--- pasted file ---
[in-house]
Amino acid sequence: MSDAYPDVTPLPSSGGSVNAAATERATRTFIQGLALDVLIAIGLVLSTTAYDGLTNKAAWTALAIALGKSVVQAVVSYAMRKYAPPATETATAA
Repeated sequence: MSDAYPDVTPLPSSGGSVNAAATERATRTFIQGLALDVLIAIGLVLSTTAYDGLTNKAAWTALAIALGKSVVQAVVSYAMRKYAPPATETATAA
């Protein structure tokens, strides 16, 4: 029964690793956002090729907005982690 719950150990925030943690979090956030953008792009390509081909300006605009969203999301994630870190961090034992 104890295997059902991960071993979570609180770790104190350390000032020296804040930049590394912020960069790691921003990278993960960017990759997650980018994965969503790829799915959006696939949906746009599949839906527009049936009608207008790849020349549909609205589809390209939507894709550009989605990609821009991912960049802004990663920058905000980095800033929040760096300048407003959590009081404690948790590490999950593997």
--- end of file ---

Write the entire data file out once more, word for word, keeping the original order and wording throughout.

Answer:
[in-house]
Amino acid sequence: MSDAYPDVTPLPSSGGSVNAAATERATRTFIQGLALDVLIAIGLVLSTTAYDGLTNKAAWTALAIALGKSVVQAVVSYAMRKYAPPATETATAA
Repeated sequence: MSDAYPDVTPLPSSGGSVNAAATERATRTFIQGLALDVLIAIGLVLSTTAYDGLTNKAAWTALAIALGKSVVQAVVSYAMRKYAPPATETATAA
């Protein structure tokens, strides 16, 4: 029964690793956002090729907005982690 719950150990925030943690979090956030953008792009390509081909300006605009969203999301994630870190961090034992 104890295997059902991960071993979570609180770790104190350390000032020296804040930049590394912020960069790691921003990278993960960017990759997650980018994965969503790829799915959006696939949906746009599949839906527009049936009608207008790849020349549909609205589809390209939507894709550009989605990609821009991912960049802004990663920058905000980095800033929040760096300048407003959590009081404690948790590490999950593997």